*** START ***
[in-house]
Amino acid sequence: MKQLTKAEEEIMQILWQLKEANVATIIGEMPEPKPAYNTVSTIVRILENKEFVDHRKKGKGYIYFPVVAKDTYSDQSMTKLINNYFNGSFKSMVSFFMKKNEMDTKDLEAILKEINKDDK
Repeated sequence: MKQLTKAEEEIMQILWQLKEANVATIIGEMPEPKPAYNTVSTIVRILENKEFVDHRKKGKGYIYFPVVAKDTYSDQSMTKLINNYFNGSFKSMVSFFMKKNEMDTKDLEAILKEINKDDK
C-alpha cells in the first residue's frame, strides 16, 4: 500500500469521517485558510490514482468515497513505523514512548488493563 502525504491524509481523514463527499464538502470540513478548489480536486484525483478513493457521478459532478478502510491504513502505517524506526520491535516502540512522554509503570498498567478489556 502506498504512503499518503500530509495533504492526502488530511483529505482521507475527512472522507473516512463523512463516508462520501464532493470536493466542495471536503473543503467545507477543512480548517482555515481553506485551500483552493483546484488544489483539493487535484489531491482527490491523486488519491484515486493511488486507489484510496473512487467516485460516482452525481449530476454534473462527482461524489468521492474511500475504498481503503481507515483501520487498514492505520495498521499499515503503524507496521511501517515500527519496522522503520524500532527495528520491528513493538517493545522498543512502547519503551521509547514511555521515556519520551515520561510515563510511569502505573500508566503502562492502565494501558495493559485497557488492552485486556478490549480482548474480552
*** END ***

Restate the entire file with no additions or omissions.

[in-house]
Amino acid sequence: MKQLTKAEEEIMQILWQLKEANVATIIGEMPEPKPAYNTVSTIVRILENKEFVDHRKKGKGYIYFPVVAKDTYSDQSMTKLINNYFNGSFKSMVSFFMKKNEMDTKDLEAILKEINKDDK
Repeated sequence: MKQLTKAEEEIMQILWQLKEANVATIIGEMPEPKPAYNTVSTIVRILENKEFVDHRKKGKGYIYFPVVAKDTYSDQSMTKLINNYFNGSFKSMVSFFMKKNEMDTKDLEAILKEINKDDK
C-alpha cells in the first residue's frame, strides 16, 4: 500500500469521517485558510490514482468515497513505523514512548488493563 502525504491524509481523514463527499464538502470540513478548489480536486484525483478513493457521478459532478478502510491504513502505517524506526520491535516502540512522554509503570498498567478489556 502506498504512503499518503500530509495533504492526502488530511483529505482521507475527512472522507473516512463523512463516508462520501464532493470536493466542495471536503473543503467545507477543512480548517482555515481553506485551500483552493483546484488544489483539493487535484489531491482527490491523486488519491484515486493511488486507489484510496473512487467516485460516482452525481449530476454534473462527482461524489468521492474511500475504498481503503481507515483501520487498514492505520495498521499499515503503524507496521511501517515500527519496522522503520524500532527495528520491528513493538517493545522498543512502547519503551521509547514511555521515556519520551515520561510515563510511569502505573500508566503502562492502565494501558495493559485497557488492552485486556478490549480482548474480552